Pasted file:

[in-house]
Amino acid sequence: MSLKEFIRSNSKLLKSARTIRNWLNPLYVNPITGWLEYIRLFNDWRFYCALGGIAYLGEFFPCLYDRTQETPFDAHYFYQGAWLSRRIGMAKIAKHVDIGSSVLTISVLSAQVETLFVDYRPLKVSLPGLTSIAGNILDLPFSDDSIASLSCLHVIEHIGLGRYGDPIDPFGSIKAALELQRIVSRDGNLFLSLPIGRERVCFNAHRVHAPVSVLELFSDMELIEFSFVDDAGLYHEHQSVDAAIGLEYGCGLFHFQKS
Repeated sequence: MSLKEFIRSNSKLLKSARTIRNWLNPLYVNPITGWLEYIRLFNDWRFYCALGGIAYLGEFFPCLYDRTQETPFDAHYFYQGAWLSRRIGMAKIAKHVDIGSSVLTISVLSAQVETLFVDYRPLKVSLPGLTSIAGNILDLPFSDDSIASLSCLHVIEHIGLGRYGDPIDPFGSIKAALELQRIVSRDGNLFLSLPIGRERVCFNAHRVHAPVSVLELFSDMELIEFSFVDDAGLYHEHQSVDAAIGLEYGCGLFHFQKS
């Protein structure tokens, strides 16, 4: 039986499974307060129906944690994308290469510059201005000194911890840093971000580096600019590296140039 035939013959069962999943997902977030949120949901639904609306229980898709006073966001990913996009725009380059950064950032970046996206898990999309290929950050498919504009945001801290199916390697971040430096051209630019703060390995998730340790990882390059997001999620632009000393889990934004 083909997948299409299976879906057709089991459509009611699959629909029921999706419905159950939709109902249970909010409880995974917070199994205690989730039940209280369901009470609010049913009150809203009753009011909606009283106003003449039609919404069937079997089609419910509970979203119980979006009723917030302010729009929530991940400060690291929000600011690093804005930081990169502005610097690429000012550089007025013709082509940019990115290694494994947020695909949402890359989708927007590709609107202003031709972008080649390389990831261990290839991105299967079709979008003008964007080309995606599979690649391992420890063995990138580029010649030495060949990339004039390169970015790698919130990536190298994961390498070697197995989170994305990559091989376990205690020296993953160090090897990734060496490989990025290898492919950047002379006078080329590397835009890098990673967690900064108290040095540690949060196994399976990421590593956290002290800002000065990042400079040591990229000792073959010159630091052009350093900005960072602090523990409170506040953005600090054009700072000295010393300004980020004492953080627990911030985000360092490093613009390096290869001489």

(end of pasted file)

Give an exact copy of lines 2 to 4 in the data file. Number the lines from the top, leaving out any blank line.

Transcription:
Amino acid sequence: MSLKEFIRSNSKLLKSARTIRNWLNPLYVNPITGWLEYIRLFNDWRFYCALGGIAYLGEFFPCLYDRTQETPFDAHYFYQGAWLSRRIGMAKIAKHVDIGSSVLTISVLSAQVETLFVDYRPLKVSLPGLTSIAGNILDLPFSDDSIASLSCLHVIEHIGLGRYGDPIDPFGSIKAALELQRIVSRDGNLFLSLPIGRERVCFNAHRVHAPVSVLELFSDMELIEFSFVDDAGLYHEHQSVDAAIGLEYGCGLFHFQKS
Repeated sequence: MSLKEFIRSNSKLLKSARTIRNWLNPLYVNPITGWLEYIRLFNDWRFYCALGGIAYLGEFFPCLYDRTQETPFDAHYFYQGAWLSRRIGMAKIAKHVDIGSSVLTISVLSAQVETLFVDYRPLKVSLPGLTSIAGNILDLPFSDDSIASLSCLHVIEHIGLGRYGDPIDPFGSIKAALELQRIVSRDGNLFLSLPIGRERVCFNAHRVHAPVSVLELFSDMELIEFSFVDDAGLYHEHQSVDAAIGLEYGCGLFHFQKS
């Protein structure tokens, strides 16, 4: 039986499974307060129906944690994308290469510059201005000194911890840093971000580096600019590296140039 035939013959069962999943997902977030949120949901639904609306229980898709006073966001990913996009725009380059950064950032970046996206898990999309290929950050498919504009945001801290199916390697971040430096051209630019703060390995998730340790990882390059997001999620632009000393889990934004 083909997948299409299976879906057709089991459509009611699959629909029921999706419905159950939709109902249970909010409880995974917070199994205690989730039940209280369901009470609010049913009150809203009753009011909606009283106003003449039609919404069937079997089609419910509970979203119980979006009723917030302010729009929530991940400060690291929000600011690093804005930081990169502005610097690429000012550089007025013709082509940019990115290694494994947020695909949402890359989708927007590709609107202003031709972008080649390389990831261990290839991105299967079709979008003008964007080309995606599979690649391992420890063995990138580029010649030495060949990339004039390169970015790698919130990536190298994961390498070697197995989170994305990559091989376990205690020296993953160090090897990734060496490989990025290898492919950047002379006078080329590397835009890098990673967690900064108290040095540690949060196994399976990421590593956290002290800002000065990042400079040591990229000792073959010159630091052009350093900005960072602090523990409170506040953005600090054009700072000295010393300004980020004492953080627990911030985000360092490093613009390096290869001489």